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The Joys of the Unathletic Pitcher

May 26, 2011

More awkward old guys, please.

One of the great things about going back and watching the movie Major League is how aberrant junkballing pitcher Eddie Harris (played by awesome character actor Chelcie Ross) seems in 2011. An old, unathletic guy on the mound, looking like, really, just an everyman putting everything into a toss that may or may not make it to the plate. Mostly, it’s knuckleballers like Charlie Hough (left) and Phil Niekro, when you think about a shapeless guy on the mound heaving it towards far more athletic-looking batters.

*When Charlie Hough retired from the game in 1994 at the age of 46, he was 26th in career strikeouts with 2,362. He’s now 41st., passed by the likes of Clemens, Johnson, Pedro, Maddux, Glavine, Smoltz, Schilling, etc, and, the latest, Javier Vazquez last September. Charlie Hough. That has to be the strangest name on the current top 50 K leaders. He was only in the top 10 in strikeouts four out of his, um, 25 seasons. He was only in the top 10 for Ks/9 IP once. Hough is sandwiched between Sandy Koufax and Robin Roberts. According to Baseball-Reference, Hough’s Career Pitcher WAR is 37.5, or 156th all-time. Of the top 50 career strikeout leaders, Hough is second-to-last. Only Vazquez is behind him, and Vazquez will probably pass him this year. Hough was an All-Star once. He got four votes in the 2000 Hall of Fame ballot. I wish I could watch him pitch now. Watching Tim Wakefield isn’t the same. Sure, he’s a late-40s knuckleballer, but Niekro and Hough – they looked legitimately like grandparents.

Which brings me back to my point. Watching the faux Indians’ Eddie Harris laboring on the mound in Major League was kind of thrilling because he was clearly no ballplayer. And Niekro and Hough? Man, that looked like they were just having a day of catch in the park with their nurse. No Greek God physiques. Not even close. Man, they were a couple of pitches away from sipping lukewarm soup on a recliner in front of Matlock.

Mike O'Connor gawkily delivers

So watching a Mets game the other day, I had the pleasure of seeing Mike O’Connor come in. O’Connor’s a young guy. And he’s in shape. But man, he labors on the mound. His pitching motion is kind of like watching a prep school kid throw as hard as he can. But he’s fun to watch because of that, because I feel like I’m rooting for a normal guy against the Haywoods and the Pujolses, people whose physiques I can’t possibly fathom. Like Ted Lilly, who’s been quite a fine pitcher, but just doesn’t look like he’s a tremendous athlete. Maybe he is, but he doesn’t look like it up on the mound, struggling to put his all into a fastball. There’s something kind of thrilling in seeing that. But there isn’t enough of it. I’m pretty sure I could beat C.C. Sabathia or Bartolo Colon in a footrace, even handicapping them a foot, but they look really powerful on the mound. Seeing guys play the sport that makes you wonder how they’re getting the results they do – like Johnny Damon or Hunter Pence throwing a ball from the outfield – is pretty great. I just wish there were more weird grandpas on the mound.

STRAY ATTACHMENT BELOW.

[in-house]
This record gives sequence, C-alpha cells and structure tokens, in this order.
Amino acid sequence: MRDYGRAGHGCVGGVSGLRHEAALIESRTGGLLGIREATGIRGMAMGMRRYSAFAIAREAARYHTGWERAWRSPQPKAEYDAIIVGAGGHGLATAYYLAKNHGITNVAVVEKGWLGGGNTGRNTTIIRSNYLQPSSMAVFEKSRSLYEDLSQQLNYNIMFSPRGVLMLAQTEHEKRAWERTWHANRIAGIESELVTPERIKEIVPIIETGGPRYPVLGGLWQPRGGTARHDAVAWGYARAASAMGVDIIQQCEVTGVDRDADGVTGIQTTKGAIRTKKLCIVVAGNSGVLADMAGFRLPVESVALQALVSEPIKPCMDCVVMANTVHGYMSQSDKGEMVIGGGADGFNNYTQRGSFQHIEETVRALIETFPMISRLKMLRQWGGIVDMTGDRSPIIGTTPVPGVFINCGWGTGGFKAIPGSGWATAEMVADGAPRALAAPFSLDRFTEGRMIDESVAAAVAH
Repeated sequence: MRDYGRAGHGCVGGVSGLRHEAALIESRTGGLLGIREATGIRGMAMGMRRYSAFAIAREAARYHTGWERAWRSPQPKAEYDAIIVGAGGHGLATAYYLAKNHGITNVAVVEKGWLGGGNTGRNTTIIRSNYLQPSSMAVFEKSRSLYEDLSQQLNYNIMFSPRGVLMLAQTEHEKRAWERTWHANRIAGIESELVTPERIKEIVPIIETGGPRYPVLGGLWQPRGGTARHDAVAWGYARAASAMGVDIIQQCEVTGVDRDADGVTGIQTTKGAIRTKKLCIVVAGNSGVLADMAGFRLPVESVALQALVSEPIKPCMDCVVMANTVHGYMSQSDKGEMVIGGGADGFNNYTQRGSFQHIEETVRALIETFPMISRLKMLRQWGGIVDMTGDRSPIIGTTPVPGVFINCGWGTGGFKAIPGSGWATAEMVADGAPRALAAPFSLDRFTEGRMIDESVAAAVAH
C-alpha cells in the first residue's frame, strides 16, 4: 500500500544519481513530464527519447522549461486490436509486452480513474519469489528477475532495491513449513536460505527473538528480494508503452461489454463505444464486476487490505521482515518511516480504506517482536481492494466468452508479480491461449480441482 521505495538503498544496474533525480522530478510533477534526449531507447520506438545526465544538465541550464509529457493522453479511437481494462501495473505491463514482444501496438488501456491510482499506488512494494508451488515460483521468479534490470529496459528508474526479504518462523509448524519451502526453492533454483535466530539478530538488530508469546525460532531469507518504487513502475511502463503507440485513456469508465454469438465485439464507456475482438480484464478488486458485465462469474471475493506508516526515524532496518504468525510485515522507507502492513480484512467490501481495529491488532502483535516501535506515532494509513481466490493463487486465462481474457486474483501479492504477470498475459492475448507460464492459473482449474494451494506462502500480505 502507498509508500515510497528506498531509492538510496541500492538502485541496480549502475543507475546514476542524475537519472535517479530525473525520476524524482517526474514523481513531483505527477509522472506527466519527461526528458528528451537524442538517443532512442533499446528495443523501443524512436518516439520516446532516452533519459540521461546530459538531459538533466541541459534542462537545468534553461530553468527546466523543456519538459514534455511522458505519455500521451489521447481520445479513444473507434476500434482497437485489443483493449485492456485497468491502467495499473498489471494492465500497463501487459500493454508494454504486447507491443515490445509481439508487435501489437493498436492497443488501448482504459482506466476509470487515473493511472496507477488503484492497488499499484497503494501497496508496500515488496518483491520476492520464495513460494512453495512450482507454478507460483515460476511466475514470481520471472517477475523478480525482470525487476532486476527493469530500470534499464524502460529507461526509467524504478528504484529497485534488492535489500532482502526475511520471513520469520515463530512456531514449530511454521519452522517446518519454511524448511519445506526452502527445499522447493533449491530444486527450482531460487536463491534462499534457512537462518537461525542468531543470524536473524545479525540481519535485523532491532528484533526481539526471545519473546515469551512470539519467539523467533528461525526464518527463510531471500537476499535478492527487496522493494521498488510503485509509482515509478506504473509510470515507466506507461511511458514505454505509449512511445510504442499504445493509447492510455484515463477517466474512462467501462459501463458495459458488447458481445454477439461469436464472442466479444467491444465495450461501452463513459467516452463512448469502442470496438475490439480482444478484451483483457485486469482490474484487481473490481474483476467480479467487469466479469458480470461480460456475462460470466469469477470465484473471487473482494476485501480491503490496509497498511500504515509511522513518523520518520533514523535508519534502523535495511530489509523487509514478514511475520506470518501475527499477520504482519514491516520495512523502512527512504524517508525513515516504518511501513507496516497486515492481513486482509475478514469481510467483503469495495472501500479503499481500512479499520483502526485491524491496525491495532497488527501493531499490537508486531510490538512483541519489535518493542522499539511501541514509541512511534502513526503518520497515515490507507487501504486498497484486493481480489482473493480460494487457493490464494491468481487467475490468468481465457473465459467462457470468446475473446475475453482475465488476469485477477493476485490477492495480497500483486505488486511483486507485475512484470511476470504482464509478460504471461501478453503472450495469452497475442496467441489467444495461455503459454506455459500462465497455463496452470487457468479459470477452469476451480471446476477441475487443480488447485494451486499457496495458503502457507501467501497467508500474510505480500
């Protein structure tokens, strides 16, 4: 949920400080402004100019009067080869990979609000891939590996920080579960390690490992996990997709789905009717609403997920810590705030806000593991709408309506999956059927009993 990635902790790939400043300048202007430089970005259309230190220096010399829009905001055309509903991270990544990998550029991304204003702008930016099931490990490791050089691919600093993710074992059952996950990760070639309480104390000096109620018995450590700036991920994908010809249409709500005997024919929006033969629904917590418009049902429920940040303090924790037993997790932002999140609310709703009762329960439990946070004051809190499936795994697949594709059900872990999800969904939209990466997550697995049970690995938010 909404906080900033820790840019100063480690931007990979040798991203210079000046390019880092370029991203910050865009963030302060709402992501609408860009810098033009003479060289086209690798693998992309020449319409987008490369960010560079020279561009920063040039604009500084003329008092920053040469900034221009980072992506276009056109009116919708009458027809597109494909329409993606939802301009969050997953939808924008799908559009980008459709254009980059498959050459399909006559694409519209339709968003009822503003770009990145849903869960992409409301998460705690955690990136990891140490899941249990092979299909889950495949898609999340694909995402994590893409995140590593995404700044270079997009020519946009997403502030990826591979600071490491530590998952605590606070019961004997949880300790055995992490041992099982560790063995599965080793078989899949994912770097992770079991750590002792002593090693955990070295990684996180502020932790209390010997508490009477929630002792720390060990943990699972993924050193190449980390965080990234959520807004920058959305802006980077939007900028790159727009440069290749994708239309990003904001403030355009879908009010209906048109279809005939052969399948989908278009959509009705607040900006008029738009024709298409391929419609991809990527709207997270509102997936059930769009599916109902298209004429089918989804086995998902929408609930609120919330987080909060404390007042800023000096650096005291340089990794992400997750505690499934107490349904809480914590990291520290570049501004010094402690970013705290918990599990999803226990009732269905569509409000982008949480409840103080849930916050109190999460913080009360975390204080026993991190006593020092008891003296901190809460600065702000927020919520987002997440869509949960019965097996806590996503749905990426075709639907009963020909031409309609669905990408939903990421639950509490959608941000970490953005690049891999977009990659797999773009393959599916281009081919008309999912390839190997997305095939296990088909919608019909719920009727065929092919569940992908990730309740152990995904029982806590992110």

Watching pre-1990 games on ESPN Classic or the MLB Network is quite satisfying for this itch. Seeing how strangely normal and everymanish some of the players were. It could be the mustaches, the garish uniforms, and the hairstyles, but very few of the players look like they could hit a ball 450 feet or throw 95 miles per hour. And it’s easy to see yourself as one of them. Because isn’t that one of the great things about baseball? That somebody who looks like Charlie Hough can indeed strike out somebody like Frank Thomas?

Not classically beautiful

*By the way, as I watched the Reds-Phillies game deep into Wednesday night, I was reminded that Ramon Hernandez has some pockmarks. This struck me, because generally, for one reason or another, baseball players have become fairly telegenic. And there were some certainly handsome guys playing – Joey Votto, Ryan Howard, Jimmy Rollins, Brandon Phillips, Drew Stubbs. At least, I think they’re attractive. Their features are not disorientingly weird or out of place, like Luis Sojo trying to fill out a Yankees uniform in 2001, but coming off as a misshapen gargoyle. God, especially in the corporate Yankees uniform, which ever since 1995, has a completely new meaning in it. You couldn’t – well, you wouldn’t be allowed to – imagine Pete Vuckovich’s Haywood in a Yankee uniform now. Nick Swisher and Jason Giambi had to clean it up and embrace the corporation.

From → History, Stats

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